Explainer on the Ukraine refugee crisis
17 March 2022
Can you explain the current refugee crisis as a result of the invasion of Ukraine Russian forces?
Russia invaded Ukraine on 24 February 2022, which has resulted in around three million people being displaced. It is geopolitical as it is a conflict which has (historically) the opponent of the west, the former Soviet Union (USSR). For the Ukrainians, this is an invasion of their sovereign state, and they are the victims.
From Russia's point of view, it feels invaded because NATO has expanded closer and closer towards their borders, so the buffer zone that was in place after the collapse of the Soviet Union has shrunk.
For the west this conflict is happening in the buffer zone, and raises issues of both the protection of refugees, as well as their relationship with Russia.
We know less about whether this is similar to other past wars. With wars over the last 30 years, we know they are different from previous wars in that they last longer and have more actors involved, both internal and external. People have been called back to fight from abroad, their private military forces involved, then involvement from corporations and the economic factors too. There are also cyber-attacks as well as attacks on the ground and economic sanctions. All of this is leading to what will be a long conflict that will not end in just a few months. In fact, there has been conflict in the east of Ukraine (The Donbas War) for eight years already. This is a longstanding conflict already, and has now expanded. This is similar to the war in Syria.
If there is a peace agreement, it is likely to be fragile.
Can you explain more about the geopolitical nature of this war?
This war is an example of a global geopolitical realignment. Ukraine could become another example of a proxy war between Russia and China configuring on one side, and NATO countries and the US as allies on the other side. Ukraine is the new territory here.
What is different is that the UK and Europe are geographically closer here, compared to the wars in Syria and Afghanistan. However, the US is still far away in this war too.
Why is the refugee situation different to others we have seen?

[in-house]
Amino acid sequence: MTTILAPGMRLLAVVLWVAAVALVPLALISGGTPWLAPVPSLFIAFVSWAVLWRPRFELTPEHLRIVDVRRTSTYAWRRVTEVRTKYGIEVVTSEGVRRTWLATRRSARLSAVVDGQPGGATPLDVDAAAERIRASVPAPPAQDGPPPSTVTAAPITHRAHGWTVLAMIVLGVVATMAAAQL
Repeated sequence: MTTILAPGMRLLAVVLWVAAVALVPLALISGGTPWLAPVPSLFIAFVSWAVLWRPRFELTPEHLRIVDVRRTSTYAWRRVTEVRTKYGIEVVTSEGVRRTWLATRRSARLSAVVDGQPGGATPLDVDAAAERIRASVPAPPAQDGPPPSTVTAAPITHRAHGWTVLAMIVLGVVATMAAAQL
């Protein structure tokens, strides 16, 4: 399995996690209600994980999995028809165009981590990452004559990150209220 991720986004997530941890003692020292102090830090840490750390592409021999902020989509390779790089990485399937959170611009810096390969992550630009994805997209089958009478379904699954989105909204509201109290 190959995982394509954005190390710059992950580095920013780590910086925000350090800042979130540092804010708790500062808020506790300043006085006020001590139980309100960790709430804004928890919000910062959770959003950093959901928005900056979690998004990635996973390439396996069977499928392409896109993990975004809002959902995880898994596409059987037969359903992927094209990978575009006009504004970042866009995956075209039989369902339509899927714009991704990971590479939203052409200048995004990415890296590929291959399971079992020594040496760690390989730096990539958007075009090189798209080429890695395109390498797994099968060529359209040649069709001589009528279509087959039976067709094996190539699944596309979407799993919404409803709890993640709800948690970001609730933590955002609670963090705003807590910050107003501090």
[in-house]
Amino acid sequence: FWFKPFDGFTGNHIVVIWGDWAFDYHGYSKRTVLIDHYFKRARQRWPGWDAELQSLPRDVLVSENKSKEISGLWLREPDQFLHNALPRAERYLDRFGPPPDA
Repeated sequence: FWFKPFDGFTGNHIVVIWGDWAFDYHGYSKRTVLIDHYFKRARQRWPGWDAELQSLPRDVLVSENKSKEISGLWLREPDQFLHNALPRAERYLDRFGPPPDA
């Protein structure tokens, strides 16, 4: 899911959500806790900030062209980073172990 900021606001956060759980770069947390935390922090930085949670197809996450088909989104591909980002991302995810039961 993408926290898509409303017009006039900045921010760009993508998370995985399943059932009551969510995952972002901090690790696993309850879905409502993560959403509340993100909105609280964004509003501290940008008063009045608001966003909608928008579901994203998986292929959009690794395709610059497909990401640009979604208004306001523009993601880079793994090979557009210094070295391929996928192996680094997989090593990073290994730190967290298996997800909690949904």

In different conflicts we see many refugees flee each time, however the difference this time is the approach the EU and UK are taking. The UK is adopting quite a generous approach, which allows refugees to work when they come, a three-year visa to stay and access to benefits. This is not the case for refugees from countries such as Syria and Afghanistan, to name a few.
There are two schemes for Ukrainian refugees in the UK, however both still require visas, whereas other European countries have waived the necessity for visas to cut out bureaucratic processes to speed things up.
Are the Ukrainian refugees being treated differently to other refugees?
There are geopolitical reasons at force here, with a tension between NATO countries and Russia, with Ukraine caught in between.
The situation between NATO countries and Russia, and means it is in the interest of the NATO countries to receive the refugees.
However, there are also reasons related to discrimination and racism against refugees who are not white in the ways in which the refugees from Ukraine are being described by the media and government and the ways in which protection has been given to them. It does indicate some discriminatory and racist undertones that create hierarchies of refugees.
We can see the language of some of media, the public and politicians that use phrases like 'brothers', or 'They look like us'. This language is very different to what has been used to describe Afghans, such as that 'They are a threat', even though they are refugees fleeing from conflict yet receive different types of protection.
I welcome this approach to the plight of Ukrainian refugees, and would hope this new found approach would be applied to refugees from other countries.
How is Brexit affecting the movement of people and goods in the refugee crisis?
While refugees are able to go from Ukraine into EU countries such as Poland, they are not able to do the same into the UK as they need a visa, and some may choose to do the undocumented route. There are also those who are going back to their home country to fight or help with humanitarian missions. Goods going to EU countries, such as donations of clothes and medical supplies, also need to be checked at the borders.
You have hosted refugees from Eritrea and Iran in your home. What would you say to people considering hosting in the 'Homes for Ukraine' scheme?
It has been quite an amazing experience which I would recommend, with so many positive things coming about, such as the sharing of stories and building long-term relationships. I would remind people that when you take on somebody, you don't just give them a room - you also have to look after their needs in many other ways. Also, many of them are traumatised by what has happened, so there is a lot of emotion.
Also keep in mind that is not just about taking one person in because this person will have family members, either back in Ukraine or in other countries who are in refugee camps, so their life is half here but also transnational. It's not just taking one person, it is taking in a family and community.
Professor Giorgia Dona is co-director for The Centre for Research on Migration, Refugees and Belonging at the University of East London.
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